The opinion of the court was delivered by: Denise Cote, District Judge
Plaintiff Mason Agency Ltd. ("Mason") filed a verified complaint ("Complaint") in this admiralty action on July 21, 2009, requesting an Order to Issue Process of Maritime Attachment and Garnishment under Rule B of the Supplemental Rules to the Federal Rules of Civil Procedure for Certain Admiralty and Maritime Claims ("Supplemental Rules"). On August 3, an attachment was authorized by the Court in the amount of $116,369.84. Defendant Eastwind Hellas S.A. ("Hellas") now moves to vacate the maritime attachment under Supplemental Rule E(4)(f). In its opposition to the motion, Mason seeks leave to amend its Verified Complaint, to compel limited discovery, and to stay vacatur of the attachment pending appeal. For the following reasons, Hellas's motion to vacate the maritime attachment is granted, Mason's requests to compel discovery and stay vacatur are denied, and Mason's application for leave to amend the Complaint is granted.
On July 21, 2009, Mason filed the Complaint initiating a lawsuit in this Court and naming Hellas as the sole defendant. Mason asserted separate causes of action for breach of contract, account stated, and unjust enrichment/quantum meruit.
The specific facts alleged in the Complaint are as follows. In May 2009, Mason was requested by Hellas, in the latter's role as "operator/manager of the M/V YSTWYTH," to provide "vessel husbanding and agency services" to the M/V Ystwyth ("Vessel") at the Port of Vancouver. In furtherance of the agreements between Mason and Hellas, Mason obtained and provided various necessary goods and services for the operation of the Vessel while it was in port, including bunkering, pilotage, obtaining proper certifications, and handling port charges, terminal expenses, and bills of lading. Pursuant to the agreements, Mason later invoiced and demanded payment from Hellas, but Hellas, "in violation of [its] obligations under the terms and conditions of the agency agreements," refused to pay the outstanding balances that were "undisputedly due and owing" for the services rendered by Mason. Mason identified its principal claim as $93,117.00, plus estimated interest in the amount of $23,252.84, for a total of $116,369.84. Attached to the Complaint was a two-page estimate prepared by Mason on or about May 4, 2009, which identified the value of the services to be provided as $93,117.00. Mason did not, however, attach to the Complaint any of the agreement(s) that Mason purported to have with the defendant.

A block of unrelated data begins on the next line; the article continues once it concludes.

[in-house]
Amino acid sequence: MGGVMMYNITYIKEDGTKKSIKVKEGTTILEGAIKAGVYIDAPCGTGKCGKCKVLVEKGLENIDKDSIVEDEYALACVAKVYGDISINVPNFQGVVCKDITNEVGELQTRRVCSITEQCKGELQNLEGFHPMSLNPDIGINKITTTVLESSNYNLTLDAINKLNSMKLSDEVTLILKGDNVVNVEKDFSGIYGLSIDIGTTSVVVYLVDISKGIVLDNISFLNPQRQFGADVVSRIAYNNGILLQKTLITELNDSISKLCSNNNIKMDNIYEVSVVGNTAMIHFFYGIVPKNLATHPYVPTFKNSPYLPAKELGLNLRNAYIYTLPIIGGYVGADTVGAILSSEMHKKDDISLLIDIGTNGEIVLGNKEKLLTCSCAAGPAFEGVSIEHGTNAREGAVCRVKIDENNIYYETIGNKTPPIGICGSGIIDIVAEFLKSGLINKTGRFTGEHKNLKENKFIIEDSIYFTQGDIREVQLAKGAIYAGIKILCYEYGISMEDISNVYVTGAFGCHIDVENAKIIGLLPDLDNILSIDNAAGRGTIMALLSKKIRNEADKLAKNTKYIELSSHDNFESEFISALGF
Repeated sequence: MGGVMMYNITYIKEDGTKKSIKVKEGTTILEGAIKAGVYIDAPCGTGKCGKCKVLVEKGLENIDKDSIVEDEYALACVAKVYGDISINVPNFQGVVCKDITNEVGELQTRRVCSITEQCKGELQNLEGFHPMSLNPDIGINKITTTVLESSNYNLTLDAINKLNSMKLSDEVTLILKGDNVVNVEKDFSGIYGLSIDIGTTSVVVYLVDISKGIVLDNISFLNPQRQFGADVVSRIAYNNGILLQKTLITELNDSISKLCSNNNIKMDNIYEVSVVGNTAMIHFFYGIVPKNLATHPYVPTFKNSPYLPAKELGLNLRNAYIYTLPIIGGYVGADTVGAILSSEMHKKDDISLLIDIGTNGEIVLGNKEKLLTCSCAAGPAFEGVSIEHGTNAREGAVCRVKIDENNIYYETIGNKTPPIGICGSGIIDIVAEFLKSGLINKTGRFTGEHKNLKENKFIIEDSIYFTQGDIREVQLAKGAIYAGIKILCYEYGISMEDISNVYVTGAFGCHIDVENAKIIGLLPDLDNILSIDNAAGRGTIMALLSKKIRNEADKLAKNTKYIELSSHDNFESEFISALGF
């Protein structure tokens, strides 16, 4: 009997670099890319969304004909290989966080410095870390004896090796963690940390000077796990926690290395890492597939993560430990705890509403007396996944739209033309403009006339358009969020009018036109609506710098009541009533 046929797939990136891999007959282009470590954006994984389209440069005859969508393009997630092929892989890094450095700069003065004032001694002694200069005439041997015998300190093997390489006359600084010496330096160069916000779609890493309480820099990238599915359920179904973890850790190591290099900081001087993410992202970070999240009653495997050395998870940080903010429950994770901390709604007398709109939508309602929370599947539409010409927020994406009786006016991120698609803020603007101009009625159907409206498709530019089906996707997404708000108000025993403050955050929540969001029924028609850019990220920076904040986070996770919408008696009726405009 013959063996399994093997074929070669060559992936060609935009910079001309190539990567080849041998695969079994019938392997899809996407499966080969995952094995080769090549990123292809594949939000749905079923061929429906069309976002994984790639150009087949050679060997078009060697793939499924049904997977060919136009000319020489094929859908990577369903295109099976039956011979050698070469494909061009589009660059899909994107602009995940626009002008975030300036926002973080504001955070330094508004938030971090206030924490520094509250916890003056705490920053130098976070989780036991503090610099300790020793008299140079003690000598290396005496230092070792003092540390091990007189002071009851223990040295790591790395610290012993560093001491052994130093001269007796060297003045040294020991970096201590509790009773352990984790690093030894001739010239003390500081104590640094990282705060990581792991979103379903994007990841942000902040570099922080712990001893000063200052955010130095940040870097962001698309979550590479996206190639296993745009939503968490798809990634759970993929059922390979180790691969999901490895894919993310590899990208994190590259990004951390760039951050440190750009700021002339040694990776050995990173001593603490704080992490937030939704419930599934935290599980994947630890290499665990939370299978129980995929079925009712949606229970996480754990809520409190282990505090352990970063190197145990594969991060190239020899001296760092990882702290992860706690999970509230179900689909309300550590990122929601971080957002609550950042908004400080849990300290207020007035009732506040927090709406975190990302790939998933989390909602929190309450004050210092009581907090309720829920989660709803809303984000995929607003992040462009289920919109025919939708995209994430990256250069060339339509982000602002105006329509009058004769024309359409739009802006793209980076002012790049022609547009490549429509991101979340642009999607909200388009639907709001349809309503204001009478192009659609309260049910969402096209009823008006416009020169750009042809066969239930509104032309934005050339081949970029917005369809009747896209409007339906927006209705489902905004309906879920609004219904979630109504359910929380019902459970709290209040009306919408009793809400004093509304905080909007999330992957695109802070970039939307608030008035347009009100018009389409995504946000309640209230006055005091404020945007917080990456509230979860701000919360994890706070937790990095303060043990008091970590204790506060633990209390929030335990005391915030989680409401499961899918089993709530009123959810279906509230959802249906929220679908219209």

On August 3, on the basis of the representations contained in the Complaint and the accompanying sworn affidavits, this Court issued an Order to Issue Process of Maritime Attachment and Garnishment in the amount of $116,389.84. On August 13, Mason restrained eighteen wire transfers from garnishees Citibank and HSBC in the total attachment amount. On the same date, Mason's counsel served a copy of the Complaint and notified Hellas that it had restrained its electronic funds transfers. By letter of August 17, plaintiff's counsel also informed the Court that plaintiff had restrained the transfers. By Order of August 24, the Court directed the garnishee banks to transfer the attached funds to the Clerk of Court to be deposited in the Court's registry.
On August 27, Hellas moved to vacate the maritime attachment pursuant to Supplemental Rule E(4)(f). The attached memorandum of law stated that Hellas "was never the owner or operator" of the Vessel and "was never a party to any contract, written or oral, with Mason." According to Hellas, the only contact that it had with Mason in conjunction with this transaction was Hellas's email request to Mason on May 7 that Mason arrange for a radio technician to install a piece of communications equipment on board the Vessel. That email identifies Hellas "as agents only" for the Vessel. Hellas represented that Mason had instead contracted with a different company, Eastwind Maritime Inc. ("Maritime"), which in turn had acted as an agent for the Vessel's owner, Ystwyth Marine Ltd. ("Ystwyth Ltd."). The attached attorney's declaration further informed the Court that both Ystwyth Ltd. and Maritime had filed for Chapter 7 bankruptcy protection in the Southern District of New York. The declaration noted that Hellas has not filed for bankruptcy.